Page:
Like Job, that which I feared has come to pass.
I forgot I was supposed to blog today. I always hoped this oversight wouldn't happen. As an excuse, we are hosting a party tonight for a child who is graduating from Kellogg and my mind was elsewhere.
However, to make a little lemonade out of this lemon, I was forced to think about the things that distract us from writing. Illness, for instance, especially of a family member, household disasters, a dental appointment, the discovery that your central plot element has already been used. When do we override the distractions and when do they conquer us?
My friend, the late writer Mary Shura Craig, used to say that people she liked would ask her to lunch or dinner but she usually refused. She couldn't spare the time. She said, "I am ruthless about time." And she added that she would not often let family issues intrude on her writing schedule, either. She produced many wonderful books in her lifetime, in three names -- mysteries under her own, thrillers as M. S. Craig, and children's books as Mary Francis Shura.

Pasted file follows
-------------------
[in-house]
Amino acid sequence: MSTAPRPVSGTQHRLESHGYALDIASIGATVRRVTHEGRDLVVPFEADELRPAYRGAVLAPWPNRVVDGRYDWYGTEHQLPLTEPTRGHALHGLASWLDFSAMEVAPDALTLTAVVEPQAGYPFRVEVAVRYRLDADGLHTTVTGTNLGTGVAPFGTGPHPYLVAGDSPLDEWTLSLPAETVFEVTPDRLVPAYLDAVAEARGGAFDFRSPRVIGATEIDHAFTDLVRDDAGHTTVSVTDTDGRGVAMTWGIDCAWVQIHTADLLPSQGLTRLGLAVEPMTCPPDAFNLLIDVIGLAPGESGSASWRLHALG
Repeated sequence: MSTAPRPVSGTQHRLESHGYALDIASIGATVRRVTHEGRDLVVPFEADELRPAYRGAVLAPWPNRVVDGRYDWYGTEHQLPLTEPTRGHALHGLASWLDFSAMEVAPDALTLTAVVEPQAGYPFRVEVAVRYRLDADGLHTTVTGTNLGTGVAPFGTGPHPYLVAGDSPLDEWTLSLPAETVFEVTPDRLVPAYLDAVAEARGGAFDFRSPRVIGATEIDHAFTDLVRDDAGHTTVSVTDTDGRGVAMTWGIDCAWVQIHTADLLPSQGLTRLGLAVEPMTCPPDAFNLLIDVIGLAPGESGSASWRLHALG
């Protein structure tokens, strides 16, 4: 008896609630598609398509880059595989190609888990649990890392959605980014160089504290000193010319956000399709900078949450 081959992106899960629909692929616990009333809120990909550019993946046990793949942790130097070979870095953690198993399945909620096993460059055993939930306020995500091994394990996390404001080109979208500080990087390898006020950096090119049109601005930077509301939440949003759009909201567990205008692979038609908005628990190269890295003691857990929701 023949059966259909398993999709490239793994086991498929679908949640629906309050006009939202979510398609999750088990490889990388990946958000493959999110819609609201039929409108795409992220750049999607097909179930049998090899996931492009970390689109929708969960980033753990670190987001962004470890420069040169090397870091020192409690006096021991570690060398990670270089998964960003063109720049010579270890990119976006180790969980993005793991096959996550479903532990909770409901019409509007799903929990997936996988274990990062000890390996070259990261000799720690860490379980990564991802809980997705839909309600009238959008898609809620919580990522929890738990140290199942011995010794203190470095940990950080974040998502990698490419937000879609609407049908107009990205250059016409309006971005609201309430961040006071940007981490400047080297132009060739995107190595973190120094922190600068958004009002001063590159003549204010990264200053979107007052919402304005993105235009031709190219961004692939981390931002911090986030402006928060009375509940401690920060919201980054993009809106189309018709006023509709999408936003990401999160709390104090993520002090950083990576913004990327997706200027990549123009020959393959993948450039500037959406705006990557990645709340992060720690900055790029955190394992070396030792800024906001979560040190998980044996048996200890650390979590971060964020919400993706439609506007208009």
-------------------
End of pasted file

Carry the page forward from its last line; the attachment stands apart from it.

But I've never figured out how ruthless to be.
The best I've been able to do is combine stressors. I try to set up "hell days" so that other days are clear. Maybe one day with the dentist in the morning, the internist in the afternoon, and the closet clean-out in the evening. This actually works pretty well, except for emergencies.